When it comes to writing and reading for pleasure, my genres are fantasy and sci-fi. I love being transported and experiencing metaphors and imagery that I’m not familiar with. Plus, I’ve always had a soft spot for space exploration and swords and sorcery. Usually, in my work, I try to make the story approachable – in that it’s not about the science or the world building, but the people and relationships within it. I tend to like to tell stories that are small as opposed to the big, sweeping epics as well. If I went back in time and created Middle Earth, my version would be more like The Children of Hurin as opposed to The Fellowship of the Ring.

Why do you write what you do?
Again, I’m going to go hard fantasy here and quote George R.R. Martin. “A reader lives a thousand lives before he dies. The man who never reads lives only one.” That same logic applies to writing, for me. It gives me a chance to experience and live something that I never would have otherwise.

How does your writing process work?
I’m typically a planner, in that once I get the seed of an idea, I like to rough a few things in before I draft. It’s helpful for me to write a one-sentence pitch for the story, something that gets my juices flowing, and, as a reader, would make me interested in reading. Then I rough in the characters, who they are, what they desire, and how they might conflict with those around them. Then I rough out the plot in scenes as a way to keep me focused on what’s next. If I’m writing a short story, I’ll usually plot the whole thing. If it’s a novel, I’ll usually work a chapter ahead. I find that way helps me discover the book as I draft vs. feeling boxed in to a predetermined plan that might not work. After that, I’ll typically edit in 4-5 passes, starting with broad, content issues and narrowing into things like dialog tags, filler words, etc.

And there you go! In the spirit of keeping this going, I’m nominating another person I’d like to hear from.

Michelle Webster-Hein has published work in River Teeth, Midwestern Gothic and McSweeney’s Internet Tendency, among other places. She holds an MFA in Fiction and Creative Nonfiction from Vermont College of Fine Arts and has been nominated twice for a Pushcart Prize. She also works as a co-editor of River Teeth’s “Beautiful Things” series, which grew from an essay of hers by the same title. Her essay “Counting Apples” was listed as “notable” in Best American Essays of 2014. She lives in Ypsilanti, Michigan with her husband and children.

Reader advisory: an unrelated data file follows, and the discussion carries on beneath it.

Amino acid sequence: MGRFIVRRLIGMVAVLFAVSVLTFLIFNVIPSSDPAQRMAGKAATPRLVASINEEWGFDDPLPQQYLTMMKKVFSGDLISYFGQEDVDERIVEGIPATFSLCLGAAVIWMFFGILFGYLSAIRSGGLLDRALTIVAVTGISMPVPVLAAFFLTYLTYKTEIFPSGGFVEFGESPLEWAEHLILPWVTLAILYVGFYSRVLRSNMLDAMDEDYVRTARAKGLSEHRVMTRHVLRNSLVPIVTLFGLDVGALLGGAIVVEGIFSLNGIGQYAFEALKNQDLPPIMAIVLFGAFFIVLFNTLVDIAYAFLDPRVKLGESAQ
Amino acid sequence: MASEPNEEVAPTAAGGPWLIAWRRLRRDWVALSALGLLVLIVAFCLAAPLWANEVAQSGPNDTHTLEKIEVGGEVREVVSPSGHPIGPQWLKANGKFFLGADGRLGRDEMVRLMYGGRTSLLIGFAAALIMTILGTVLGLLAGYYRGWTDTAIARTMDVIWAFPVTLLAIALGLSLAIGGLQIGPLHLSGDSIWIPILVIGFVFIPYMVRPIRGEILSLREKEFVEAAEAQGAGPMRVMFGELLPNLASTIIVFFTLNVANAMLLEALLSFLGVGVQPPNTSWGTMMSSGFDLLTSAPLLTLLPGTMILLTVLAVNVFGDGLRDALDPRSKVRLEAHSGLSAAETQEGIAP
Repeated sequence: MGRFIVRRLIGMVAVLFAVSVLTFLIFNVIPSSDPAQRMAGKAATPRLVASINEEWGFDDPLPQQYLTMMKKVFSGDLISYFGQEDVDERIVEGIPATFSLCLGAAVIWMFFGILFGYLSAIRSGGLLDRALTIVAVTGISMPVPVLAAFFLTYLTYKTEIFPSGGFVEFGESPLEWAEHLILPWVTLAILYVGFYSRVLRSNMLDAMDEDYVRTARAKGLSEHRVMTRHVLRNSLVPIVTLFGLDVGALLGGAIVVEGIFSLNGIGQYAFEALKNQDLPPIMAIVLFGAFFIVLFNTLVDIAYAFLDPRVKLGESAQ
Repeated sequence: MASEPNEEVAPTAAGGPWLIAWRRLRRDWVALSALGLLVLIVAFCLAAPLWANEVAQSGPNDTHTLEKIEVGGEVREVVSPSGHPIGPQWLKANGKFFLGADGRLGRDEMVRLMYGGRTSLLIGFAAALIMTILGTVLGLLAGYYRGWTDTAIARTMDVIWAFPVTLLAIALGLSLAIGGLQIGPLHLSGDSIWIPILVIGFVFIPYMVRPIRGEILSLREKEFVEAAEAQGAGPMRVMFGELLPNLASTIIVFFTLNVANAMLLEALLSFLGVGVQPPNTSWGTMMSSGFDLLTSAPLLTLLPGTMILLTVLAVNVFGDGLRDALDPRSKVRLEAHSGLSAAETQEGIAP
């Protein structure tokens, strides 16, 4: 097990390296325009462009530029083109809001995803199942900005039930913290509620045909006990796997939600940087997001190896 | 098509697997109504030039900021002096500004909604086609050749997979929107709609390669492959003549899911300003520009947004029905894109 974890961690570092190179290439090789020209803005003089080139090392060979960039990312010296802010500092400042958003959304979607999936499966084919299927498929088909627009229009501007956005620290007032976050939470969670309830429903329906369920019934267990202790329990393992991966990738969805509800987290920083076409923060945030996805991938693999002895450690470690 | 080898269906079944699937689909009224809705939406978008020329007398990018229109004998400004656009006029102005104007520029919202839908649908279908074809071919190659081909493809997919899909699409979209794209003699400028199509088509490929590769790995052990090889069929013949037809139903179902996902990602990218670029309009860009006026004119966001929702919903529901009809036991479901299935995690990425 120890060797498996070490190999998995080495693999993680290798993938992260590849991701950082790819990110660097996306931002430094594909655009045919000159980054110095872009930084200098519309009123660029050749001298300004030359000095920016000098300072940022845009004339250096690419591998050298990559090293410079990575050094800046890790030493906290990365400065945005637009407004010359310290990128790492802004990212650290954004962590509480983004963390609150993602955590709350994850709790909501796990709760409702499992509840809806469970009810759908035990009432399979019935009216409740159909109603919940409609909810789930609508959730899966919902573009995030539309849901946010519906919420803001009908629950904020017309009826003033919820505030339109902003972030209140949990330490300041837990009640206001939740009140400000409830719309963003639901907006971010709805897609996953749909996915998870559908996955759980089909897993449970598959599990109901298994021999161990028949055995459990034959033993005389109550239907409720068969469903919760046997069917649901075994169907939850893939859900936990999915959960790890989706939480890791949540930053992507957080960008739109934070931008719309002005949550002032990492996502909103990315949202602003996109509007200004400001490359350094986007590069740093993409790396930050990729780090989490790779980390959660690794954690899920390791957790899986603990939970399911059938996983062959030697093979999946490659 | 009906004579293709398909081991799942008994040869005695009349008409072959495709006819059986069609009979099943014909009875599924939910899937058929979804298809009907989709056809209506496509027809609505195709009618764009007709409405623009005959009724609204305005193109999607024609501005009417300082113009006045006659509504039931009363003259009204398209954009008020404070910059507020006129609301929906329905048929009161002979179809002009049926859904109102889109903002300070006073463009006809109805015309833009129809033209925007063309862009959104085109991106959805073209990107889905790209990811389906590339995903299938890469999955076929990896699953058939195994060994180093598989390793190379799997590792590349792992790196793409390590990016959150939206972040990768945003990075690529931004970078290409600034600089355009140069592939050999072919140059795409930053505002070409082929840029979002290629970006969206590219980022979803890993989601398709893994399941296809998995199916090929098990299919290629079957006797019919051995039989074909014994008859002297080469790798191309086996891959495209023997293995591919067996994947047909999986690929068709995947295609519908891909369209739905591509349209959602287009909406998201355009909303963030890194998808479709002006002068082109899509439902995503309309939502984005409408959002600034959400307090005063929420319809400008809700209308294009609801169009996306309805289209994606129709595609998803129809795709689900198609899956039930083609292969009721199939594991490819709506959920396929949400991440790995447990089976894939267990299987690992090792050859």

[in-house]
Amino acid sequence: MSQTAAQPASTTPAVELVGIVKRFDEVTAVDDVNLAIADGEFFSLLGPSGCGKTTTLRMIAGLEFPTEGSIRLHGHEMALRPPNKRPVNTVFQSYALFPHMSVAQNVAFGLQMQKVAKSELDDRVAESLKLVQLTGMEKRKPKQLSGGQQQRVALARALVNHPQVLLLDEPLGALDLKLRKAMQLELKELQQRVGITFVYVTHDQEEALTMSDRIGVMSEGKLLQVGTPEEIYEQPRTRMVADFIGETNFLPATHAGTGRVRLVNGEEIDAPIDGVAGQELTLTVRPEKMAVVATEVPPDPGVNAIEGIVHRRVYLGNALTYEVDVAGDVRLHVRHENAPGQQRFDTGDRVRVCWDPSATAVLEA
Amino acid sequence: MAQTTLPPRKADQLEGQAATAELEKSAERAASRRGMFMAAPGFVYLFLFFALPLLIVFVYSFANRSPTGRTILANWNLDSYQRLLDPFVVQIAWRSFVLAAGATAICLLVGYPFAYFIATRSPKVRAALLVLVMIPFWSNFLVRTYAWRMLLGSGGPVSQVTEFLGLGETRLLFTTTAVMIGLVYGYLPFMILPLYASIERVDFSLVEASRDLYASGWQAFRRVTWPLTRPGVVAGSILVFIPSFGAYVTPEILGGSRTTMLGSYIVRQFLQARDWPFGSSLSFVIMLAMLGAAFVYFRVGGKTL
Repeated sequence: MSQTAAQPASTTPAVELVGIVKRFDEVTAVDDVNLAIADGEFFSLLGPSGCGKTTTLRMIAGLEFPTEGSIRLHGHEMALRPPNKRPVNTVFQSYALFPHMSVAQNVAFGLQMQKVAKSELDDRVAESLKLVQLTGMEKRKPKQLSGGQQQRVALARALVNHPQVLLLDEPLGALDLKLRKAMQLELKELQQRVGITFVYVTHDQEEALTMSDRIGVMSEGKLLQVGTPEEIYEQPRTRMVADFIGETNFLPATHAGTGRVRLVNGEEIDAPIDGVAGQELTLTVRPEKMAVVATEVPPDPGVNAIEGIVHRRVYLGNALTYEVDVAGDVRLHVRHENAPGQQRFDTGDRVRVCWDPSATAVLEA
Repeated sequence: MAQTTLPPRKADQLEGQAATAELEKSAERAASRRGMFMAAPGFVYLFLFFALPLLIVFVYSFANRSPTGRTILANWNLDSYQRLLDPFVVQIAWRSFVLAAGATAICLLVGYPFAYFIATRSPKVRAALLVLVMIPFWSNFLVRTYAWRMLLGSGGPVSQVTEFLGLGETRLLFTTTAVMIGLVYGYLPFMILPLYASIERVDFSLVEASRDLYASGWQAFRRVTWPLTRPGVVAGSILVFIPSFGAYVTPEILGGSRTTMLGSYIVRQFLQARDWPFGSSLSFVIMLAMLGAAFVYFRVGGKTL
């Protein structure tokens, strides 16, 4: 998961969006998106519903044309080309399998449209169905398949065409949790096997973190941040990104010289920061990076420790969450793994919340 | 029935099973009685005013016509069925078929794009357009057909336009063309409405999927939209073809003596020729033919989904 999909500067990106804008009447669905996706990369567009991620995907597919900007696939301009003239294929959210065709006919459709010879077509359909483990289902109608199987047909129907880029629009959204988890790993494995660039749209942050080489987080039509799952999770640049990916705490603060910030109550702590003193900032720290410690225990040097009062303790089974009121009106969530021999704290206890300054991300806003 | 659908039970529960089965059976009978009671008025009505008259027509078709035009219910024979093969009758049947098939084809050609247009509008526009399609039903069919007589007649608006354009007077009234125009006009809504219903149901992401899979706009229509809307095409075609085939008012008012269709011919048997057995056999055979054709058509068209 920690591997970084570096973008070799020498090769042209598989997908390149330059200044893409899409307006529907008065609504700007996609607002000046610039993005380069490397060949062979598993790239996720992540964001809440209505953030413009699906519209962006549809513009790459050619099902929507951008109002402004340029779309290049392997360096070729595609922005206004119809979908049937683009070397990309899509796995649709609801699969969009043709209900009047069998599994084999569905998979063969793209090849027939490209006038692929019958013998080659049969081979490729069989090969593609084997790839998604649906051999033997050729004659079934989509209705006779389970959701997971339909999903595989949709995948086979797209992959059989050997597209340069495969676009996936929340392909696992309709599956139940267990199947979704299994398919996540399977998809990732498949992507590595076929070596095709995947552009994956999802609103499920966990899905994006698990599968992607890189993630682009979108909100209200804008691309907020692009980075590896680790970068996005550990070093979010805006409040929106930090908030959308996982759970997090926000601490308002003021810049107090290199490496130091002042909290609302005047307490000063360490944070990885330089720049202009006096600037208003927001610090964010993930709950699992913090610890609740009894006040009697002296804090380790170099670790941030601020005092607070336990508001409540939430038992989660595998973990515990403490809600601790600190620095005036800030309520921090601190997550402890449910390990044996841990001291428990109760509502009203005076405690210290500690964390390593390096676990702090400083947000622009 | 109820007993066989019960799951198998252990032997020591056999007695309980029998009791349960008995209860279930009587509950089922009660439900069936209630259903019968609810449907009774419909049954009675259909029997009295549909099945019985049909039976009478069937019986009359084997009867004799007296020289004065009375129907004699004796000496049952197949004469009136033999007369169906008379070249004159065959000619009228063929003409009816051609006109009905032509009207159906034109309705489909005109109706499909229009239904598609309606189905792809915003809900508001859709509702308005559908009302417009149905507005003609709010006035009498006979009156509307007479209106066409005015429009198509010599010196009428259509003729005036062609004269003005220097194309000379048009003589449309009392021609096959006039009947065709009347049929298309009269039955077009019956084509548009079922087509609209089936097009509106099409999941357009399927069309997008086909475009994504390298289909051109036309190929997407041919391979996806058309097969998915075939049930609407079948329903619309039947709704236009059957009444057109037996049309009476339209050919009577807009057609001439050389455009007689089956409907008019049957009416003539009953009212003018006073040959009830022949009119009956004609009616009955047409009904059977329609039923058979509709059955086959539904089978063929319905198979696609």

Pohono Trail – Solo Hiking in Yosemite and the Range of Light

“We need the tonic of wildness…At the same time that we are earnest to explore and learn all things, we require that all things be mysterious and unexplorable, that land and sea be indefinitely wild, unsurveyed and unfathomed by us because unfathomable. We can never have enough of nature.”
-Henry David Thoreau

Read about my other two days in Yosemite – Cloud’s Rest and Mariposa Grove

Pohono Trail - El Capitan

Last Labor Day, I took a much needed solo expedition to Yosemite, a national park that’s long been on my bucket list. 2014 came with the level of stress at work that leaves you feeling strangled and trapped, so much so that I decided to embark on a drastic career change (which only created a new, different level of angst.) This trip came at the perfect time, it was exactly what I needed to reset, unplug, and regain perspective.

As a procrastinator, I waited too long to plan my trip – two months out and on a holiday weekend, all the back country passes were taken, so I made my basecamp at Yosemite West, a KOA campground in Mariposa. It was far less expensive than staying in the valley and only forty-five minutes via car to the trailheads I wanted to explore. And an unexpected bonus was getting to witness the sunset over Half Dome and Cloud’s Rest every morning as I drove in.